Crime Prevention:

As stated in our last newsletter the nights are getting darker earlier, Houses are more likely to be targeted and burgled. They will see that houses/properties are in darkness and see this as an opportunity to try and break into your house, before you return home from work.

There are things that you can do/use around your house to secure, protect and prevent your property being broken into. One of the things you can do is using timers on lights. This will give the perception of someone being in your house before you are getting home from work. 

As you begin your Christmas shopping, criminals start their shopping season as well. 

Your guide to pickpockets and distraction theft.

The observers

These include people loitering in public places who appear to be checking out passers-by, paying particular interest to their handbags, shopping bags and where they might place their wallet or purse.

This also is a tactic used near cashpoints where one person will stand close and distract you while another is watching you input your pin number. 

The opportunists

Pickpockets also operate in shops and department stores, where people are more likely to be standing still, distracted and so paying less attention to their belongings, making them an easier target.

Be more aware of your surroundings in busy shops and shopping centres because they’re ideal places for pickpockets, as it’s easier for them to brush past people, take items and blend into the crowd.

Team tactics

Pickpockets don’t always operate alone, they may work in teams to distract the target while someone unseen removes the items and blends back into the crowd. Another member might step in as an enforcer in the event of an altercation.

Crowding in

Thieves vary their tactics based on the location and the density of the crowd. One tactic is where a group of them push up against a victim in a crowded shop or street then quickly reach into the victim’s pocket and steal their wallet, phone or purse.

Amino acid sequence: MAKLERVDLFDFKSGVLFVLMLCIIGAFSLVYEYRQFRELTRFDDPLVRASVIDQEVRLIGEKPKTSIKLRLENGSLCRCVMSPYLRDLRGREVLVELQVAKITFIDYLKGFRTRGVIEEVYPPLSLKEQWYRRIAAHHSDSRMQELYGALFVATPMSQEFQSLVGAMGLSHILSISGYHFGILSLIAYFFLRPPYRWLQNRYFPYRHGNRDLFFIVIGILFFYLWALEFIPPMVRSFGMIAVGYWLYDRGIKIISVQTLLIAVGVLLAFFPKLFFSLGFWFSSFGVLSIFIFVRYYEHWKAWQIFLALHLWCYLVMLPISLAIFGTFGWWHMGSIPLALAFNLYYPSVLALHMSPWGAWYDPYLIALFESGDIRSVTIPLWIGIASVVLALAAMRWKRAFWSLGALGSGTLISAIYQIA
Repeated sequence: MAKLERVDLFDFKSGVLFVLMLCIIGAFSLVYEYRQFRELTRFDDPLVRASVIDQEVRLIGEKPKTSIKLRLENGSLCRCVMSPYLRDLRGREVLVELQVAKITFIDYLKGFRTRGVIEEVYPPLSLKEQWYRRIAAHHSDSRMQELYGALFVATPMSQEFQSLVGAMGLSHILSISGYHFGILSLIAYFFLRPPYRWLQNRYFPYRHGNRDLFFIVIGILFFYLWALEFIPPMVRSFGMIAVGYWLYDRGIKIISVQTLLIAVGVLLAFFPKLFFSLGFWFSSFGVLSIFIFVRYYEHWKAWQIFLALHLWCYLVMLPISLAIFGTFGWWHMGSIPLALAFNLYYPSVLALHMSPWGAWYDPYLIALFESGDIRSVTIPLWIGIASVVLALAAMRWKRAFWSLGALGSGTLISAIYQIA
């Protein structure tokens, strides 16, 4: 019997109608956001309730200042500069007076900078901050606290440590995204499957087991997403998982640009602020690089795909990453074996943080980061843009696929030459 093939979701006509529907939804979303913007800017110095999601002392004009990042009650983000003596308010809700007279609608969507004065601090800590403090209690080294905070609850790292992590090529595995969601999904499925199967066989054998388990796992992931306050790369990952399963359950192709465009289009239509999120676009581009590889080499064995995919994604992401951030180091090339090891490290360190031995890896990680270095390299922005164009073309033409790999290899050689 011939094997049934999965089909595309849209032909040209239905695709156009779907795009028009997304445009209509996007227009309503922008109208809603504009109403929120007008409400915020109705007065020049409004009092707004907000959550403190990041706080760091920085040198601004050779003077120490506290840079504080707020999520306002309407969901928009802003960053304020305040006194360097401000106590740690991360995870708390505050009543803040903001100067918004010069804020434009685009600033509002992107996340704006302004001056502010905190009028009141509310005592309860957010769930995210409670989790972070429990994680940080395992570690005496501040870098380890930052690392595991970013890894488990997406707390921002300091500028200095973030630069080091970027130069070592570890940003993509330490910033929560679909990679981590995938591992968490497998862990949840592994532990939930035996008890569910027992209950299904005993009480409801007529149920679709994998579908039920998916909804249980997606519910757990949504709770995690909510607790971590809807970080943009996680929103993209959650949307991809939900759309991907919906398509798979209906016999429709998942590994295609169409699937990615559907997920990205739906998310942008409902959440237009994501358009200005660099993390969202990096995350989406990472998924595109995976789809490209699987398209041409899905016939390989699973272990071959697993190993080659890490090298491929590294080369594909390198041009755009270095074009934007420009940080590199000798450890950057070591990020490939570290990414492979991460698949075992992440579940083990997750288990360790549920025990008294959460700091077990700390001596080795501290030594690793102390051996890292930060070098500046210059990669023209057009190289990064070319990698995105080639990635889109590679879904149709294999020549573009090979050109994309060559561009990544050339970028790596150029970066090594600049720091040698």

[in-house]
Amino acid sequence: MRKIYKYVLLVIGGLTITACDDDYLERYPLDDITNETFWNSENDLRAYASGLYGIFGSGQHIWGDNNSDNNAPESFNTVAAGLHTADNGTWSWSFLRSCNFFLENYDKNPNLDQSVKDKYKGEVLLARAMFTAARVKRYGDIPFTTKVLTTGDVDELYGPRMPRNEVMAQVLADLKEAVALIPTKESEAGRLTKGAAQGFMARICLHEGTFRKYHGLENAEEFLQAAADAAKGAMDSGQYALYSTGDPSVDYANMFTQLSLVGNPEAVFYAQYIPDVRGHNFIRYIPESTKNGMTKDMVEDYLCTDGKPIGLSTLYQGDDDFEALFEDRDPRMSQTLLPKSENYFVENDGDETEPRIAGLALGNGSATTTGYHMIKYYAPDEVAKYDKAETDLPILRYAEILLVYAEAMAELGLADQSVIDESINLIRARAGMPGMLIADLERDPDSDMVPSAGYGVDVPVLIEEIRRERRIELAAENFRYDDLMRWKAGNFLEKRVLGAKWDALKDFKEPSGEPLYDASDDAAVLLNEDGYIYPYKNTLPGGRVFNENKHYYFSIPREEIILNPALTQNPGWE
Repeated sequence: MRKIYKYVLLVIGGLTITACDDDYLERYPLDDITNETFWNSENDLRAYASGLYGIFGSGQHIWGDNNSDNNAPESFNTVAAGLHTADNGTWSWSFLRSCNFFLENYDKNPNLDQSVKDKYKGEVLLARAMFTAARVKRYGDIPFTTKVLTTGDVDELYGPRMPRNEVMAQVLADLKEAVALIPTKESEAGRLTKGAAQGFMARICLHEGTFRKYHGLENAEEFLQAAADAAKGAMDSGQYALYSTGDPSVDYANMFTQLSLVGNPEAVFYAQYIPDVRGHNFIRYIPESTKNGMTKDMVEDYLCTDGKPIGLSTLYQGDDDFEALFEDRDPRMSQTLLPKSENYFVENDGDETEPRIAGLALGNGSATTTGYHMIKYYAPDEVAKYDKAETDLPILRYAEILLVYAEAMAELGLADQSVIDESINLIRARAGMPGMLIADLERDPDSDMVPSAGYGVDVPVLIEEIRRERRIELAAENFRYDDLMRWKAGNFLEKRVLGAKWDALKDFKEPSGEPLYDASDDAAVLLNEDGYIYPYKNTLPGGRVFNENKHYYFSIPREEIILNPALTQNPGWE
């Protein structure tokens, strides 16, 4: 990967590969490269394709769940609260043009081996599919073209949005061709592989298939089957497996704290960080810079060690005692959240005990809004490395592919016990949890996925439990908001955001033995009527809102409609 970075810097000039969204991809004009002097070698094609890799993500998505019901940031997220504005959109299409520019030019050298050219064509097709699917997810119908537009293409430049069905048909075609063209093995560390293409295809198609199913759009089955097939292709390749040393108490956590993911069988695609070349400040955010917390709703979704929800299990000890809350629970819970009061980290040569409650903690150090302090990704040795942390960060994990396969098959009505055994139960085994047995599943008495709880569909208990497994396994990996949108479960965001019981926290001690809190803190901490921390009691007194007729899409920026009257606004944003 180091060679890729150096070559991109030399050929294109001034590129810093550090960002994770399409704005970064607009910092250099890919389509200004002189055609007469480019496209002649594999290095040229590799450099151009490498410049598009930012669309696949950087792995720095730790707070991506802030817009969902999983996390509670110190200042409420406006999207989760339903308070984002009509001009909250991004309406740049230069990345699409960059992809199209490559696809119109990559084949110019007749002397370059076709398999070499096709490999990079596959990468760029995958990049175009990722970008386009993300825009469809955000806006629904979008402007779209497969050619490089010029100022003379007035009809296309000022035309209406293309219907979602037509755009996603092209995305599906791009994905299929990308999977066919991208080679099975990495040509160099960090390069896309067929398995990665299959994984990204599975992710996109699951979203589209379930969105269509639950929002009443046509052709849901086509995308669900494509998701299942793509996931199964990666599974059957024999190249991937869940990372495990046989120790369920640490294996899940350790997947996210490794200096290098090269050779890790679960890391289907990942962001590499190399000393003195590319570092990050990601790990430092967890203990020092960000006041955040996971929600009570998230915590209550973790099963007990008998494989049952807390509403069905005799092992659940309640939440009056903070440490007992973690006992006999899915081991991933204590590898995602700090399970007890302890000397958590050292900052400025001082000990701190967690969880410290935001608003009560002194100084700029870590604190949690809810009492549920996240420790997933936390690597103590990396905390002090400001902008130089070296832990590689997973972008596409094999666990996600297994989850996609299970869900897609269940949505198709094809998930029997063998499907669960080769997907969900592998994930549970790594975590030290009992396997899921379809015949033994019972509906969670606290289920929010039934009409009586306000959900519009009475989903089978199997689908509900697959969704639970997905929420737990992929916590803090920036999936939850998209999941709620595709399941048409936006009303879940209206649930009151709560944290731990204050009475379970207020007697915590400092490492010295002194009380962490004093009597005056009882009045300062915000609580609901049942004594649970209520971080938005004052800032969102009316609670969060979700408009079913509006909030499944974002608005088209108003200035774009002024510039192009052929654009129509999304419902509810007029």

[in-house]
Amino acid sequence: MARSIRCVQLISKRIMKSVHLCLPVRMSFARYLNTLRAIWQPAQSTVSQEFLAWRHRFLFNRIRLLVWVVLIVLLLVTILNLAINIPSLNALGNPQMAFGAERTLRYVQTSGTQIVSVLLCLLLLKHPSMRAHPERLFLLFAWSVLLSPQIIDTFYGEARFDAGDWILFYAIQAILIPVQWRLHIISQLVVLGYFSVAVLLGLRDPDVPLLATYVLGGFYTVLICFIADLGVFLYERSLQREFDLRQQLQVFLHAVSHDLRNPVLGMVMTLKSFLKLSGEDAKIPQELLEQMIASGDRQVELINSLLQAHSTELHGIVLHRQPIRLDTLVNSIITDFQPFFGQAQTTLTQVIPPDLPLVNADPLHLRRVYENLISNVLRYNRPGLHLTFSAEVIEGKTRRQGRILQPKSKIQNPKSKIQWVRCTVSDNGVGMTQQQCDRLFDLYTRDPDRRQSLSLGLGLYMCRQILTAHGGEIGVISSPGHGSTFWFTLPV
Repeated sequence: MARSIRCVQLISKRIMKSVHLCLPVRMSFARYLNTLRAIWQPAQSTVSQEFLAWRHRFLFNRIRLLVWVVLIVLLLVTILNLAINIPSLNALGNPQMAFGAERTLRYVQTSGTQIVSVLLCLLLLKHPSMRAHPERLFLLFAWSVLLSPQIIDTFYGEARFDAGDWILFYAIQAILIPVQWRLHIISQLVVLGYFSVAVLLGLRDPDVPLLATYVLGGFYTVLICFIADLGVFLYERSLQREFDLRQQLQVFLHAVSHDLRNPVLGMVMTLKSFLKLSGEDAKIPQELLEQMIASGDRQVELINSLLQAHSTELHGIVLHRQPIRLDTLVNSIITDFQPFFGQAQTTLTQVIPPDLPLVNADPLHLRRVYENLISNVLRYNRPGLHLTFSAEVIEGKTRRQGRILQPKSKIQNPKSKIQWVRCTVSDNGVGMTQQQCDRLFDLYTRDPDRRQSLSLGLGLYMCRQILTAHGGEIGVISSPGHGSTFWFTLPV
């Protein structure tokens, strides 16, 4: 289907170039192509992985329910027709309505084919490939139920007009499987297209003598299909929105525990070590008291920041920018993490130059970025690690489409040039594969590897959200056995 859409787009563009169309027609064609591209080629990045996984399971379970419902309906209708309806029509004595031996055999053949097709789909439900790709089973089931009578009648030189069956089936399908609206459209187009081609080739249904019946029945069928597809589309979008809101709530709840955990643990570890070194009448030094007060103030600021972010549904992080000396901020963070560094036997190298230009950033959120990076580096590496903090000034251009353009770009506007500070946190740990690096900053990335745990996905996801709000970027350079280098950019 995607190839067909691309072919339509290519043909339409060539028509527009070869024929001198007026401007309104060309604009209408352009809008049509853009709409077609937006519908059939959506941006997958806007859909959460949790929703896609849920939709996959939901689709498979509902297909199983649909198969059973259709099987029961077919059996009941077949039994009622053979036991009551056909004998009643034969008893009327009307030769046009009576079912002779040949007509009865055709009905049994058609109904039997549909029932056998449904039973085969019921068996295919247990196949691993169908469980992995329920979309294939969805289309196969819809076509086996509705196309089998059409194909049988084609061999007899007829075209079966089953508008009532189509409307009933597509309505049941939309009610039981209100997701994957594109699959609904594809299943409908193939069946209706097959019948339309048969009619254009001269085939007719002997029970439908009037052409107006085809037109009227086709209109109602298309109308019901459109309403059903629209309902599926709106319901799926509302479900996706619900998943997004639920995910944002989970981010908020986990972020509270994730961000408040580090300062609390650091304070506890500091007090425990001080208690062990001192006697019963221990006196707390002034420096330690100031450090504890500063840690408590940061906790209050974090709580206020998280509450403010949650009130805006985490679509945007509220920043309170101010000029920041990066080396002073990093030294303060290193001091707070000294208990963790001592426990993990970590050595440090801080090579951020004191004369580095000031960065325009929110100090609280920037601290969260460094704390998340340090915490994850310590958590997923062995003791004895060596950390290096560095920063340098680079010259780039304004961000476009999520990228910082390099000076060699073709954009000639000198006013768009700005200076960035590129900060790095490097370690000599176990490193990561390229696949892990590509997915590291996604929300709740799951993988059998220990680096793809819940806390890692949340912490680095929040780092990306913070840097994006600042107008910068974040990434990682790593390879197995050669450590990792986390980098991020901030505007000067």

Dirty tricks

Remember, pickpockets are very skilled at what they do. They know all the tricks and are extremely light-fingered with most of their thefts only taking a second or two. One of their tactics is ‘hugger mugging’ where a thief will appear to be over-friendly for no particular reason and hug you while pickpocketing you. Another ploy is for the thief to stumble into you and place their hands on you to steady themselves, whilst removing your wallet or phone!

The point of distraction

Pickpocket teams are adept at creating distractions. This could be anything from a game to a loud shout, all designed to avert your attention while an unseen accomplice steals your valuables. So do try not to be easily distracted. Waving a sheet of paper in your face while asking directions means they can use the other hand to steal your stuff.

Are you a prime target?

Do’s

• Do keep purses and bags closed and secure at all times.

• Do carry bags in front of you or diagonally across your chest.

• Do return cards to your purse or wallet quickly and zip it up or button it.

• Do use a purse that’s difficult to open. One that zips or snaps shut is best, and keep it closed. Invest in some purse bells as well.

• Do use a money belt if you’re carrying a significant quantity of cash.

• Do conceal your wallet in a buttoned or zipped pocket where it doesn’t bulge.

• Do keep a list, separate from your wallet and phone, of contact numbers of family in case your phone is stolen.

• Do keep a photocopy of your airline tickets, passport, credit cards and any other documents that would be impossible or inconvenient to replace if stolen.

Don’ts

• Don’t hang stuff on the back of a chair.

• Don’t leave anything on the back of a pushchair.

• Don’t place your belongings out of sight on the table or floor.

Remember, having a zipped bag doesn’t mean you’re totally safe. Thieves have been known to walk behind victims while slowly unzipping bags. Yes, they can be that bold. So, never underestimate a pickpocket.

If you have any information about these types of crime you can report anonymously via crime stoppers, contact police through 101 or make us aware via e-mail [email protected]